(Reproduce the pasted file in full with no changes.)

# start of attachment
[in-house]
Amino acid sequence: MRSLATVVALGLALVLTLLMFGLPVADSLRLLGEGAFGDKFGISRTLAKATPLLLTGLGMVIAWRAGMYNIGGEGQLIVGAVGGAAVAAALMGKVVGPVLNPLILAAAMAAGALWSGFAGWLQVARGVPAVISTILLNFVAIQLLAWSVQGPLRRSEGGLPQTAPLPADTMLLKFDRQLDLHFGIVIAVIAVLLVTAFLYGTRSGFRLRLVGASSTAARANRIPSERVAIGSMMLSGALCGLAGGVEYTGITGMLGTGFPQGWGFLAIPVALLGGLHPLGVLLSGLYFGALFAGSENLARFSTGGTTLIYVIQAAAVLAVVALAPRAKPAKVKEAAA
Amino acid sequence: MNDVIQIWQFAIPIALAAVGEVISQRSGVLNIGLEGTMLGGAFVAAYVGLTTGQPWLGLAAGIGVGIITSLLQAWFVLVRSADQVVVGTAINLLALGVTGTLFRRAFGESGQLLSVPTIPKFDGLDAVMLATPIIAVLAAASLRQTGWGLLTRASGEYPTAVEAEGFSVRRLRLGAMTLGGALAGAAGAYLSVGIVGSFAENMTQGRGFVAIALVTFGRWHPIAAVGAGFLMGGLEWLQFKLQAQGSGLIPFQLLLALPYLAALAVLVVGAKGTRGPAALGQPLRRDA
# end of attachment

[in-house]
Amino acid sequence: MRSLATVVALGLALVLTLLMFGLPVADSLRLLGEGAFGDKFGISRTLAKATPLLLTGLGMVIAWRAGMYNIGGEGQLIVGAVGGAAVAAALMGKVVGPVLNPLILAAAMAAGALWSGFAGWLQVARGVPAVISTILLNFVAIQLLAWSVQGPLRRSEGGLPQTAPLPADTMLLKFDRQLDLHFGIVIAVIAVLLVTAFLYGTRSGFRLRLVGASSTAARANRIPSERVAIGSMMLSGALCGLAGGVEYTGITGMLGTGFPQGWGFLAIPVALLGGLHPLGVLLSGLYFGALFAGSENLARFSTGGTTLIYVIQAAAVLAVVALAPRAKPAKVKEAAA
Amino acid sequence: MNDVIQIWQFAIPIALAAVGEVISQRSGVLNIGLEGTMLGGAFVAAYVGLTTGQPWLGLAAGIGVGIITSLLQAWFVLVRSADQVVVGTAINLLALGVTGTLFRRAFGESGQLLSVPTIPKFDGLDAVMLATPIIAVLAAASLRQTGWGLLTRASGEYPTAVEAEGFSVRRLRLGAMTLGGALAGAAGAYLSVGIVGSFAENMTQGRGFVAIALVTFGRWHPIAAVGAGFLMGGLEWLQFKLQAQGSGLIPFQLLLALPYLAALAVLVVGAKGTRGPAALGQPLRRDA